I have long shown patients this graph of how the body grows new collagen tissue to repair damaged collagen strands in newly injured ligaments, tendons, fibrocartilage, etc.:

The horizontal axis shows a timeline of some inflammation, followed by 3-4 weeks of growth of new repair/replacement tissue. The curve represents how much work is being done, less at the beginning and end of the month, with more work peaking in the middle.

I have added a green line showing how much of the repair is accomplished in that one month in a young, growing person, or less in an adult:

Since this is also a graph of how patients respond to PRP Stem Cell Joint Repair, the process in an adult requires repetition (usually with about 6 once-monthly injection procedures) to accumulate enough collagen in each damaged area to lead to secure repair:

But, nature is seldom performing in a staight-line manner, so the straight green line is a bit off. I happily received some clarification from Michael C. Makoid, Ph.D., Professor Emeritus, Creighton School of Pharmacy (Department of Pharmaceutics), and Creighton School of Medicine (Department of Pharmacology). For example, he provided a more acurate graph of one month of repair activity in a youth (blue) vs in an adult (red):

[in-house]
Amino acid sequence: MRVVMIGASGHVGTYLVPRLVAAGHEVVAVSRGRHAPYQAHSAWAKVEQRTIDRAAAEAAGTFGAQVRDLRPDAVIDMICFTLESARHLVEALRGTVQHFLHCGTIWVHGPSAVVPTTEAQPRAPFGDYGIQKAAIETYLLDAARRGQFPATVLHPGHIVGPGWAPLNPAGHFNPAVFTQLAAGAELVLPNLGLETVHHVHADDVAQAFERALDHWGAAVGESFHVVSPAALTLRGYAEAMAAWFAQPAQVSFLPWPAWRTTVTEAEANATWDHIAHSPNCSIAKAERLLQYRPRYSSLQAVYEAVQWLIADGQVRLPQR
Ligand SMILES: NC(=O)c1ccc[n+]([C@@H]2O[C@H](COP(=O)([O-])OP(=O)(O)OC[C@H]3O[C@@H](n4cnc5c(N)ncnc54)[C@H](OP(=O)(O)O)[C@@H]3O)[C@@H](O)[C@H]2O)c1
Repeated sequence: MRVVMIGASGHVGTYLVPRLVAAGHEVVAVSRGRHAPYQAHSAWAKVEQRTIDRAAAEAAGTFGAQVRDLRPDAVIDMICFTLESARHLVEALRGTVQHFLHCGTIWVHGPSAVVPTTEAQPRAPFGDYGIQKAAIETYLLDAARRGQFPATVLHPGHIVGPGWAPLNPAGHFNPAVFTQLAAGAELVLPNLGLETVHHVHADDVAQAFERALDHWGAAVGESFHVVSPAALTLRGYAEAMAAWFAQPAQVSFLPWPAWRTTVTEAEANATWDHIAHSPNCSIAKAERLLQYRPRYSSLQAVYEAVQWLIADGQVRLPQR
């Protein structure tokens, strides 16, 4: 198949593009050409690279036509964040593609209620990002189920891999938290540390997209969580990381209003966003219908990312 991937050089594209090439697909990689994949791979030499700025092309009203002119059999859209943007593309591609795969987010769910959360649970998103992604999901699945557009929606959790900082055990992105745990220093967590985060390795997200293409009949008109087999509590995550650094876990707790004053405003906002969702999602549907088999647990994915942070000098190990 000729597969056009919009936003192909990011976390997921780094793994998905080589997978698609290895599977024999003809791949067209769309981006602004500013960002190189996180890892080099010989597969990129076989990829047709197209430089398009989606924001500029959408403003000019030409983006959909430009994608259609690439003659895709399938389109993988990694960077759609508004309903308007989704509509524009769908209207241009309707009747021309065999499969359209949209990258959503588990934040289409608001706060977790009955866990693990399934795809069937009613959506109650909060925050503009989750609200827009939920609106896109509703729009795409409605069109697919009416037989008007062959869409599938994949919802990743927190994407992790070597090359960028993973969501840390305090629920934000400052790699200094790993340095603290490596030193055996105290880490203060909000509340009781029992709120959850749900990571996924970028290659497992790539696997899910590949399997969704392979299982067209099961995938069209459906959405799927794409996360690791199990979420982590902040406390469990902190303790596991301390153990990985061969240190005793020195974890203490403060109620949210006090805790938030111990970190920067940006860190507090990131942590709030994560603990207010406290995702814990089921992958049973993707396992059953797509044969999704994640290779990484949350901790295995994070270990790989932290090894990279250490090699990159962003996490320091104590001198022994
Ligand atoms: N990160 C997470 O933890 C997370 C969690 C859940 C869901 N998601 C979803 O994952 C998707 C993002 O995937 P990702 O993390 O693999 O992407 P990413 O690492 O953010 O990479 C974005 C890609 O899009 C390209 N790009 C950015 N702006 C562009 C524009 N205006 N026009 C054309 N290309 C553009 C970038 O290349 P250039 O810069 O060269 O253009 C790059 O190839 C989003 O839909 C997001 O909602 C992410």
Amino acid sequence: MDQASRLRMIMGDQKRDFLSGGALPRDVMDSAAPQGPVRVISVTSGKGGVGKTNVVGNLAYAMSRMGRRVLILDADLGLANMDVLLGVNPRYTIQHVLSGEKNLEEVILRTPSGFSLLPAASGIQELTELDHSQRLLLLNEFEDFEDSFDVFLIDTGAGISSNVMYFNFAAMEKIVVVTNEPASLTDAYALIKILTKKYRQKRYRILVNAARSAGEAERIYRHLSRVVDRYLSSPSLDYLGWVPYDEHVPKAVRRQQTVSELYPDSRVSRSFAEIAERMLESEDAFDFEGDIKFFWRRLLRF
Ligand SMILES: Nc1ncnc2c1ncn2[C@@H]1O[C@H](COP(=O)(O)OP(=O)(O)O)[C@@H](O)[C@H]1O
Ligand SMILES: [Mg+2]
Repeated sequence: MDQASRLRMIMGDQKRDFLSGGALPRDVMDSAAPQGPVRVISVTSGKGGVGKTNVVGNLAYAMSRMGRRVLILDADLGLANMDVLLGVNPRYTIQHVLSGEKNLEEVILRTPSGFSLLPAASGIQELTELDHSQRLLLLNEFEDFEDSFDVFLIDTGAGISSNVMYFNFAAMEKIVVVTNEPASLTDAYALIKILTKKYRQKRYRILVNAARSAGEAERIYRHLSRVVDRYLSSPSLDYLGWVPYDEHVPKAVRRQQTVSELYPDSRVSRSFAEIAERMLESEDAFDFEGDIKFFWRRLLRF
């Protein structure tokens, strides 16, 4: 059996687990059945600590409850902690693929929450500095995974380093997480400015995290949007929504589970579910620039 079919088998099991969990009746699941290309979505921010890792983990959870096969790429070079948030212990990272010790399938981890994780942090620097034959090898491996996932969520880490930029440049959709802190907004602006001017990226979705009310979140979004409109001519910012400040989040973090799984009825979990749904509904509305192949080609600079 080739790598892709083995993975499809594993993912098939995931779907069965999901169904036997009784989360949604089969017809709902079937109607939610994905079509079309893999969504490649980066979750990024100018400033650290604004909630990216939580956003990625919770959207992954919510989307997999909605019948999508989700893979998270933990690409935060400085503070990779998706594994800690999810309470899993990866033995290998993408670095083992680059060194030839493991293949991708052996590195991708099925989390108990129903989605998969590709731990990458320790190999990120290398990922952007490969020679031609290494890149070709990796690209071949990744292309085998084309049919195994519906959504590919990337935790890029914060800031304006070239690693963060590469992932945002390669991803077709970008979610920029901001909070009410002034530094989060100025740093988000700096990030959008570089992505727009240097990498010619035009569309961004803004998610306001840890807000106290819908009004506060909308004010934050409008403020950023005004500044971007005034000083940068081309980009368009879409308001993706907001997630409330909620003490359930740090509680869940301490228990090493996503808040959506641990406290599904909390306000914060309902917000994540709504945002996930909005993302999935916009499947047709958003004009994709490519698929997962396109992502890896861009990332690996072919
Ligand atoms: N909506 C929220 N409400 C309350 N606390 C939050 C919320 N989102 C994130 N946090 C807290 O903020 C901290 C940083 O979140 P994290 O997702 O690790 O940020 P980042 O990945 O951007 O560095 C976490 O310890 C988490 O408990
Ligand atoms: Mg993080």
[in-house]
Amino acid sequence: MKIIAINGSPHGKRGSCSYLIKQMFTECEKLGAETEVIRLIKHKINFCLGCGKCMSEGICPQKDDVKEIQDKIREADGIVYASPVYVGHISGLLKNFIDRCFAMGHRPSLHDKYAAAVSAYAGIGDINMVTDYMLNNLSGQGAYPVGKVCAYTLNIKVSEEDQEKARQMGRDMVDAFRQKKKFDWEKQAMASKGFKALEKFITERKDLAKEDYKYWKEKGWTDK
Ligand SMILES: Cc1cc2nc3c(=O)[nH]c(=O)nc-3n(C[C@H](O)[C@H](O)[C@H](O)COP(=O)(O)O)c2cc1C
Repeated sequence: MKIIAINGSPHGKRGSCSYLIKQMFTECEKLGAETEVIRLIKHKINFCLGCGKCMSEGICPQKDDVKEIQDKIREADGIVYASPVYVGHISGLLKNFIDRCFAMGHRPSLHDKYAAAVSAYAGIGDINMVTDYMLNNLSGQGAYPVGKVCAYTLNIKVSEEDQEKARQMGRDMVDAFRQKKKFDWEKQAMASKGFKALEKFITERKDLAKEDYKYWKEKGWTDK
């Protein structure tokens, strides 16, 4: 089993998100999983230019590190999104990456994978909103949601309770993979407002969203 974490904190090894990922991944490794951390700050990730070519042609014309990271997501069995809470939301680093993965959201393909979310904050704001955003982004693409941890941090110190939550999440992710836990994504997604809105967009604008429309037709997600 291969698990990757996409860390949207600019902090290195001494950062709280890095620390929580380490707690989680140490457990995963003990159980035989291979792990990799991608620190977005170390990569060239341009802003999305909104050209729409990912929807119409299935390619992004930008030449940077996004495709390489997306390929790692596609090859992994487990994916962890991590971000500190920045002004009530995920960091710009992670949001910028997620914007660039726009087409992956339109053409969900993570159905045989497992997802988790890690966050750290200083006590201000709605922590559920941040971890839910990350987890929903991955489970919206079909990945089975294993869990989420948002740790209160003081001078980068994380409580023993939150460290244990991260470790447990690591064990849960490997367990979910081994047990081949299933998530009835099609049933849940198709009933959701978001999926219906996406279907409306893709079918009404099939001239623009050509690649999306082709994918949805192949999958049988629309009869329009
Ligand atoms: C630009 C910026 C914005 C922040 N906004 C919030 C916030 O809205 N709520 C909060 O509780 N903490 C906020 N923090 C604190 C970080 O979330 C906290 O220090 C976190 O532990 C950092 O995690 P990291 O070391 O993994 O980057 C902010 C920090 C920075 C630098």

Below is Professor Makoid’s graph of new tissue growth achieved over one month, blue for a young person, red for an adult:

And, then, here is Professor Makoid’s representation of cumulative growth of new collagen tissue over 6 months of injection procedures. This is a more acurate graphing of what I drew as straight green lines above. The blue line below is the amazingly quick response of a young growing person, while the red line is the slower 6 month or so gradual process that adults generally need to go through to accumulate enough collagen at each site to achieve solid repair.

Thank you to Professor Makoid for the graphs!

Even without graphs, the flowers of Spring and Summer have been beautiful evidence of growth.

Dr. Jonas Skardis